The situation with tumors of the adrenal glands is similar in many respects to the situation with thyroid nodules, only for the adrenal glands the "computer" and magnetic resonance imaging were the "catalyst" for the increase in the number of operations. These studies appeared later than ultrasound, and they are less frequent, so the "wave" of surgery on the adrenal gland also appeared later.

Often, when CT or MRI of the abdominal cavity doctors diagnose radiation accidentally notice the tumor of the adrenal gland. For such randomly detected tumors even came up with a special name - "insidentaloma" (from random - random). It is important to understand that an accidentally detected tumor of the adrenal gland is by no means an occasion for an obligatory operation. A thorough examination is required, in which the diagnosis will be clarified, and there will also be indications for the operation (or it becomes clear that there is no indication for the operation).


Adrenoleukodystrophy is a genetically conditioned, hereditary degenerative disease of the brain, associated with an insufficient function of the adrenal glands.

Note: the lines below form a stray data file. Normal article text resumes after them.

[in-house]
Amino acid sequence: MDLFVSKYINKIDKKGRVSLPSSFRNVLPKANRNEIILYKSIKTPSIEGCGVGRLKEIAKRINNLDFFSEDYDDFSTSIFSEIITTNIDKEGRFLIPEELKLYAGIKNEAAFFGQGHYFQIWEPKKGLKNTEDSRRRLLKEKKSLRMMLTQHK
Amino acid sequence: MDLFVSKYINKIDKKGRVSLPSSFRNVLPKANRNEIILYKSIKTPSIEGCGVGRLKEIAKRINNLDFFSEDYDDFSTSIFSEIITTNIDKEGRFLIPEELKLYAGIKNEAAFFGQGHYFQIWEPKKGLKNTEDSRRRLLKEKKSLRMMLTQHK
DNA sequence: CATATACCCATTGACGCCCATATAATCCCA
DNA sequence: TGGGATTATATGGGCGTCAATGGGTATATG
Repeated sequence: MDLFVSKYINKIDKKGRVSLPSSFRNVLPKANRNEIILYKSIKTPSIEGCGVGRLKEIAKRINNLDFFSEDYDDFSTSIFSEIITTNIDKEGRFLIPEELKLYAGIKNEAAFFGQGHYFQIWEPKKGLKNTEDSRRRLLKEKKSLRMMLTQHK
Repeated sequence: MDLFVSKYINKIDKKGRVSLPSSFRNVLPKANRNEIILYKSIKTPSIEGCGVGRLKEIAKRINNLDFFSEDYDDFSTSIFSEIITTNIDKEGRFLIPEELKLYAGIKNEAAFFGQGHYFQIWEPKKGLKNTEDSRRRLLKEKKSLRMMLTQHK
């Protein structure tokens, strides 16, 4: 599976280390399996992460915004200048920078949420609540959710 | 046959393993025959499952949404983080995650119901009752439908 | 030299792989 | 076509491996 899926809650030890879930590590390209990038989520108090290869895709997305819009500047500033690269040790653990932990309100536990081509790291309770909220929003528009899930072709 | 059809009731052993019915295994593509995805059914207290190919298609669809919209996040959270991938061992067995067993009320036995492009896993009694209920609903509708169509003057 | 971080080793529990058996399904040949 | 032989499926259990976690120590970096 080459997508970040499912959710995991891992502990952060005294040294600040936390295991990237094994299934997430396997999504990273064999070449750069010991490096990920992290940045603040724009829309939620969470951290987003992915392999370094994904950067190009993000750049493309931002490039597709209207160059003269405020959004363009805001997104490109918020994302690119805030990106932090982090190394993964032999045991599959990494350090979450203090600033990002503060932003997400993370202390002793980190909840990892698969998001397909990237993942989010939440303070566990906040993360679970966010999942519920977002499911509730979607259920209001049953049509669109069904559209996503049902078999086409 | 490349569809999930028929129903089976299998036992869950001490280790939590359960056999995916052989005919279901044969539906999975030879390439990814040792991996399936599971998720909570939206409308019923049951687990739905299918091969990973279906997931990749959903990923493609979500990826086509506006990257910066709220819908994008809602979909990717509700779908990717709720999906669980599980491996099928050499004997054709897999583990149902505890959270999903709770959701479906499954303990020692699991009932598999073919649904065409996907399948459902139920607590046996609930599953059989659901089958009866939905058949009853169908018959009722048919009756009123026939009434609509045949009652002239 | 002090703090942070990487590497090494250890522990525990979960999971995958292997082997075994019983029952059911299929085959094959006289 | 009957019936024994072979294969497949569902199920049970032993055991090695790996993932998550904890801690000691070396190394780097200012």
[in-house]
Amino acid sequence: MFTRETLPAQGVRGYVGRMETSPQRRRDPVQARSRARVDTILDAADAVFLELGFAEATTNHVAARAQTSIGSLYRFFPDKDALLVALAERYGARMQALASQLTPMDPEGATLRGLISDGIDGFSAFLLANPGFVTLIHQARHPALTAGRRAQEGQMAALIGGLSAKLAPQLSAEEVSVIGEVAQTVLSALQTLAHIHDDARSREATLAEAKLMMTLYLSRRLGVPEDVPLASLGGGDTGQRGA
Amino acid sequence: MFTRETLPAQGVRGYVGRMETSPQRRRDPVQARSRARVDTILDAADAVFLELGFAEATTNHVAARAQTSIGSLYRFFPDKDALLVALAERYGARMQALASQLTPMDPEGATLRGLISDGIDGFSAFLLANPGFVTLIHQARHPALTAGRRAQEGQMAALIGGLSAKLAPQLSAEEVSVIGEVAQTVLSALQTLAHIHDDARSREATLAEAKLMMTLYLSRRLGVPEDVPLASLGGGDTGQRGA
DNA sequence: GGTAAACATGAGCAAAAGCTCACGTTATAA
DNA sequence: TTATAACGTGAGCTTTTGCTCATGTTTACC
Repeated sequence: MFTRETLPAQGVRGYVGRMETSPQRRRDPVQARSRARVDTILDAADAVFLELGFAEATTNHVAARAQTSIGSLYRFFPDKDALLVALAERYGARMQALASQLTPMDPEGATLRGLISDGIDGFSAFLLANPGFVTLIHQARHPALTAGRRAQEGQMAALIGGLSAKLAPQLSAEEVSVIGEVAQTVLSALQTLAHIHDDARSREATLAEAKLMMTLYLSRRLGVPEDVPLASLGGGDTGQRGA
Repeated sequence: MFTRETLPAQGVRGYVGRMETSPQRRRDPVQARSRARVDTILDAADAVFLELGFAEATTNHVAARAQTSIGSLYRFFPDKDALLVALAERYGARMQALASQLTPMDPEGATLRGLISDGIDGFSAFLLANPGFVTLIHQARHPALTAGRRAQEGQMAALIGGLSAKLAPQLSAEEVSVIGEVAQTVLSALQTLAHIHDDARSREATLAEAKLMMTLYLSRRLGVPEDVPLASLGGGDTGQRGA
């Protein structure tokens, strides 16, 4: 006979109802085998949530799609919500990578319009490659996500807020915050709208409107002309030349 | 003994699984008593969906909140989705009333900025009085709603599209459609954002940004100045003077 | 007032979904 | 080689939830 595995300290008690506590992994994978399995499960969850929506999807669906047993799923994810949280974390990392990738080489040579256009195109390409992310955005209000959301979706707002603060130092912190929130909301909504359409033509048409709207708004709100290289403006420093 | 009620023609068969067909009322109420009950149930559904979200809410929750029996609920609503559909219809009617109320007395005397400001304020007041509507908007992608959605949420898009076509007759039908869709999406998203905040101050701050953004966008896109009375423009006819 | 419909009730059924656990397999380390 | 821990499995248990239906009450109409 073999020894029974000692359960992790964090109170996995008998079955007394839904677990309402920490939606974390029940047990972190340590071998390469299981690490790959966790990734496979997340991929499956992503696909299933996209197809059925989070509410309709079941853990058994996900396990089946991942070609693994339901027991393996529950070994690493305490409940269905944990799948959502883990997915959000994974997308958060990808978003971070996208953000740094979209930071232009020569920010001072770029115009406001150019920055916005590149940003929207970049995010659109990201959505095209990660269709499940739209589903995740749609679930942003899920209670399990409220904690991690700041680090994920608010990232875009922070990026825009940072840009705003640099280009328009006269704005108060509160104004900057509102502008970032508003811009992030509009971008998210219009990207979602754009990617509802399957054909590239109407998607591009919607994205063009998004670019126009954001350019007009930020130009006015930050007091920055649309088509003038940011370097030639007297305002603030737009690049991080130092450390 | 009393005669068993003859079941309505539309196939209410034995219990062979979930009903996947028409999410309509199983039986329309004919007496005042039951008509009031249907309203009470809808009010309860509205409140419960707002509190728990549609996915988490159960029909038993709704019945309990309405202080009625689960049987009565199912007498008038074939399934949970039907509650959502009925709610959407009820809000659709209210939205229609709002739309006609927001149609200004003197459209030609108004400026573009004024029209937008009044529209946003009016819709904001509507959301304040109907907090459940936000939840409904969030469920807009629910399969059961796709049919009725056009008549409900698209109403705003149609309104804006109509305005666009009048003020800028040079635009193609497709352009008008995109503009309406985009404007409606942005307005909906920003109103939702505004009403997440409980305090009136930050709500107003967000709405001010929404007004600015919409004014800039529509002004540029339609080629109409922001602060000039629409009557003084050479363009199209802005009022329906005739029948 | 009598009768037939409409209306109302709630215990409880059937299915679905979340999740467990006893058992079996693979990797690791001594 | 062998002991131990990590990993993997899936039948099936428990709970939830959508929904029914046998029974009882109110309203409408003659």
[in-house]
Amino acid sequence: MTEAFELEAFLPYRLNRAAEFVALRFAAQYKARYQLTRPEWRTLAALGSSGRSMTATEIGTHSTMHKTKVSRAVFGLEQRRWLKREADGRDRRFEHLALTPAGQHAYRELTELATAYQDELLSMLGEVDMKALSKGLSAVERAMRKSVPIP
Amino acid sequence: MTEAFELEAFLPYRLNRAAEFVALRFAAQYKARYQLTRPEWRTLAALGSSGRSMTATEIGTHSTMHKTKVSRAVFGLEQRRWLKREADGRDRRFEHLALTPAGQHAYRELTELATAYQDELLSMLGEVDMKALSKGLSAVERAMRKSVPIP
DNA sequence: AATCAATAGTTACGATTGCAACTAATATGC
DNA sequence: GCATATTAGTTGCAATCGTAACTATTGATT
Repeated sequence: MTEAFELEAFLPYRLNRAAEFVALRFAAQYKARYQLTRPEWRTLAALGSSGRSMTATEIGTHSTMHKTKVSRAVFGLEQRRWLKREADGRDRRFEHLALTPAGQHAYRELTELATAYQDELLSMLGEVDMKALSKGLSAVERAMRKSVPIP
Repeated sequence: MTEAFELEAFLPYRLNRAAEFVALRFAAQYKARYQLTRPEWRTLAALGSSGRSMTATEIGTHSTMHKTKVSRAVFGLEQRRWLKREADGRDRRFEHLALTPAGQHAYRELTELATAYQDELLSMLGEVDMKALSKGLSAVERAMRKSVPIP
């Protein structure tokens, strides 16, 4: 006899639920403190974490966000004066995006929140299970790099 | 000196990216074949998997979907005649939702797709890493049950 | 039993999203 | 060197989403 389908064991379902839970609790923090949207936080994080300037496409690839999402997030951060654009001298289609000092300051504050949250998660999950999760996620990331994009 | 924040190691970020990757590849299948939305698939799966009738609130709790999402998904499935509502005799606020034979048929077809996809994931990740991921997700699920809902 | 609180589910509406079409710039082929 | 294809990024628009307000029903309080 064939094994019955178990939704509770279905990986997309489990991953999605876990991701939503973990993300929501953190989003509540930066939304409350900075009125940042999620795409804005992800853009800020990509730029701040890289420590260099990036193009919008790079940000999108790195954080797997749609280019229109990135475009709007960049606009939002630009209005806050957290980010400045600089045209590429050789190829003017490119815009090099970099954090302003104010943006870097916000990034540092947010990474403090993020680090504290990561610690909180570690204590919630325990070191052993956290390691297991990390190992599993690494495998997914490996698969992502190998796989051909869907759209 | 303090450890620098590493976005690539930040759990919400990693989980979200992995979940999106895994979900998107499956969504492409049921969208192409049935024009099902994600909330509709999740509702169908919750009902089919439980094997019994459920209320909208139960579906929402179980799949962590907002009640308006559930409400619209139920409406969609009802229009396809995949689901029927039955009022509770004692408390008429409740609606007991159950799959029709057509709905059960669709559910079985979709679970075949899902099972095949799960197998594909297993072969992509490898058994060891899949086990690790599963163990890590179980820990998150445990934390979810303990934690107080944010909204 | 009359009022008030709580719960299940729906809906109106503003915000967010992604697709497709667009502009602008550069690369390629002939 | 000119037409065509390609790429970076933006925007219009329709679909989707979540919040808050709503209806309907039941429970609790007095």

Adenomyosis is a gynecological disease in which the mucous membrane of the uterine cavity - the endometrium - germinates the dividing tissue that lies between the endometrium itself and the uterine muscle and starts to enter into the muscular tissue of the uterus.

Usually the endometrium grows during the menstrual cycle, preparing to receive a fertilized egg. Normally, the endometrium can grow only inward - towards the uterine cavity, because it is separated from the muscular layer of the uterus by a thin layer of separating tissue. However, with adenomyosis, a failure occurs, and the endometrium in some places grows into the uterine wall.

In response to the appearance of endometrial tissue in the wrong place, the uterus begins to respond to the invasion - to defend itself. It thickens around the focus of the endometrium, trying to limit the area of intrusion and stop the spread of this pathological process. The muscle increases in size - therefore the uterus also increases in size and acquires a spherical shape.

Addison's disease

Addison's disease is considered a fairly rare disease of the endocrine system, which accompanies the chronic insufficiency of the adrenal cortex as a result of its one-sided and bilateral lesions.

The essence of Addison's disease is an autoimmune process, that is, the body is attacked by its own immune cells, destroying once-established immunity and not only. However, other pathogenic factors also stand out:
- Tuberculosis of the adrenal glands;
- Syphilis;
- Extensive fungal lesions;
- Bleeding in the adrenal glands;
- Adrenoleukodystrophy;
- Removal of the adrenal glands;
- Sarcoidosis;
- Long-term drug therapy of individual pharmacological groups.